Thanks to the genomics revolution and new molecular tools, such as “genome editing”, very specific genetic changes can be easily made to plant genomes, from single nucleotide changes to the insertion or deletion of whole genes (Cressey, 2013; Li, 2013). Genomic changes or “events” moving forward for potential commercialization are well-characterized, from the molecular level through to the performance of the whole organism. Thanks to the relative ease and affordability of DNA sequencing, plant genetic engineers use bioinformatics to confirm the changes made to the plant genome, looking for variation in gene expression (transcriptomics) or protein production (proteomics), relative to the parental crop variety (Houston, 2013; Ricroch, 2013). In addition to molecular assays, tissue and whole organism (greenhouse and field) screens look for changes in growth, development and physiology. Ultimately, there are a standard range of nutritional assessments conducted on the food portion of new biotech crop varieties to make sure there is substantial equivalence to parental varieties. Using this multilevel biological assessment, any gene insertion "events" causing undesirable changes are easy to pick out and eliminate (Ricroch, 2013).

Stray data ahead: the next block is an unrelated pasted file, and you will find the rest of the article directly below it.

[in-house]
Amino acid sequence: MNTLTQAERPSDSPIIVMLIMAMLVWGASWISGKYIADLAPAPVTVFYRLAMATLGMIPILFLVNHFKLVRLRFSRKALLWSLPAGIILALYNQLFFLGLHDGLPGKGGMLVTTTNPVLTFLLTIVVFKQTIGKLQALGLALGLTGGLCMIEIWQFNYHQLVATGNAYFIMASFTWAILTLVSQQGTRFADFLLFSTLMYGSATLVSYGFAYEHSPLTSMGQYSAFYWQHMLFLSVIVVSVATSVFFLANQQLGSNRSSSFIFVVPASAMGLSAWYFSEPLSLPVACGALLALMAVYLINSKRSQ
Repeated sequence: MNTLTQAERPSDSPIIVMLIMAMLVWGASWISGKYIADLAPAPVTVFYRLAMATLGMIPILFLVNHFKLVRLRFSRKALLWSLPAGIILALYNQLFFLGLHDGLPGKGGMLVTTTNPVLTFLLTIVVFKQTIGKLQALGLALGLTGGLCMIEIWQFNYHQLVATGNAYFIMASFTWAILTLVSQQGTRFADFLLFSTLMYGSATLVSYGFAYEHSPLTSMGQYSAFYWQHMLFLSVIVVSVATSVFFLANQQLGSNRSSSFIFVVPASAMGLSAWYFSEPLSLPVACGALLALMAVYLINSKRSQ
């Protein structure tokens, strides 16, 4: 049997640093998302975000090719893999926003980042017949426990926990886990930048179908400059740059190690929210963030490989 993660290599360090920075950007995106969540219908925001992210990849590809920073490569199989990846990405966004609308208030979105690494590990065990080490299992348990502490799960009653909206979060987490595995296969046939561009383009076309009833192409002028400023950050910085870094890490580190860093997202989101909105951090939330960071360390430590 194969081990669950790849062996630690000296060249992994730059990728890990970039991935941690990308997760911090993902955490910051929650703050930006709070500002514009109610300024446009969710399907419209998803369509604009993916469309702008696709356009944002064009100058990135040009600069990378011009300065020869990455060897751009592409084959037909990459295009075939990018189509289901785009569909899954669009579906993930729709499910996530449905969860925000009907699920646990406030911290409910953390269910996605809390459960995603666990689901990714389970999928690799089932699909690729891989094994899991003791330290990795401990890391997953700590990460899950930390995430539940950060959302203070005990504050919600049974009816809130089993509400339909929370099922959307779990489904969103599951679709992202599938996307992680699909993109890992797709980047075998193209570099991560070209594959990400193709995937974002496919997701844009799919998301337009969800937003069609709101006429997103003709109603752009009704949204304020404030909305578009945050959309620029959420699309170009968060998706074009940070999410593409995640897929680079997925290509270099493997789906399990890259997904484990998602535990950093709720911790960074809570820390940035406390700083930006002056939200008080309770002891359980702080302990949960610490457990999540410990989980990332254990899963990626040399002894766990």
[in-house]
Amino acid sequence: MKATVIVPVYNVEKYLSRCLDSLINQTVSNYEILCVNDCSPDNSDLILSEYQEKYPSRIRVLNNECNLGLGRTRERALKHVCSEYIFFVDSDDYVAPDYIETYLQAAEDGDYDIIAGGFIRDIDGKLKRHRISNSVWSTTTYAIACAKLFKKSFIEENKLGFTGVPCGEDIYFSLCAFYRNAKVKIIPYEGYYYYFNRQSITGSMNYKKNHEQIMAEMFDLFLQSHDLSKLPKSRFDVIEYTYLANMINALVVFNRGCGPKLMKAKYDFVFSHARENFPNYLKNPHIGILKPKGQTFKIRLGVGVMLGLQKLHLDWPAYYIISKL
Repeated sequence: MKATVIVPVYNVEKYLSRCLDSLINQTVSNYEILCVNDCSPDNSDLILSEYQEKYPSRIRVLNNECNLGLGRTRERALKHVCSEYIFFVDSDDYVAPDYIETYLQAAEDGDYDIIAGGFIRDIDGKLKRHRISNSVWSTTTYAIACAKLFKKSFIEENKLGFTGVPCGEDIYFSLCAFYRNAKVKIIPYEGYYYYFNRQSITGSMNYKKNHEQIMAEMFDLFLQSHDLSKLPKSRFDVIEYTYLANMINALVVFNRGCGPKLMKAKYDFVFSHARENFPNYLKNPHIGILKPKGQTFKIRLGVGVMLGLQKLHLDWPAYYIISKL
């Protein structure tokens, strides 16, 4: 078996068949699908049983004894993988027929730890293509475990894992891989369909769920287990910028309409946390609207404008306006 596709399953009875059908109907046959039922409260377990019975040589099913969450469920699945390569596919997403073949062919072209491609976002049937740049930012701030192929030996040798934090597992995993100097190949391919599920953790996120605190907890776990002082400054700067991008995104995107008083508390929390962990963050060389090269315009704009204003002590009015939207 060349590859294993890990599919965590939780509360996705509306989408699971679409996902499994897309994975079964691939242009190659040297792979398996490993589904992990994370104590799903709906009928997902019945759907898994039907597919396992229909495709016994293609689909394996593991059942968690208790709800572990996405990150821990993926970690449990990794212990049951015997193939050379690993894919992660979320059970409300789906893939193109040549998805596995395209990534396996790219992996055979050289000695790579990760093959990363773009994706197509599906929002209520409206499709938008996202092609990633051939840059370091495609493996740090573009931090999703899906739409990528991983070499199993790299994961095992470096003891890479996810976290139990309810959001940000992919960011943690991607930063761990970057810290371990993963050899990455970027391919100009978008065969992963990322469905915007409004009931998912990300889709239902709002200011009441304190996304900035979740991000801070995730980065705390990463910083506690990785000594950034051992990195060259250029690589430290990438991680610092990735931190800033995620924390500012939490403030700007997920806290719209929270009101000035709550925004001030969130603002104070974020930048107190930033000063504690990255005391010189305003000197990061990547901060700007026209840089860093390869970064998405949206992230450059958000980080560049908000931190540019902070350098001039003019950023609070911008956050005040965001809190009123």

Farmers require robust, high-yielding crop varieties and biotech seeds have to perform in the field as well, if not better, than conventional seeds in order to compete in the marketplace. Plant breeders working to develop new crop varieties using conventional or biotech tools aim to meet this high standard and eliminate poorly-performing crop varieties early in development. Using either approach, the vast majority of new varietal lines are screened out during the R&D process. In biotech, on average, ~6000 genomic “events” are initially characterized and only one will be commercialized as a new crop variety (Phillips McDougal Study, CropLife International, 2011). Studies of compositional changes between related (parental vs. derived) crop varieties have consistently shown that conventional breeding techniques, including mutation breeding, cause greater genomic and compositional changes than the precise genomic changes incorporated using biotechnology (Herman, 2013; Ricroch, 2013).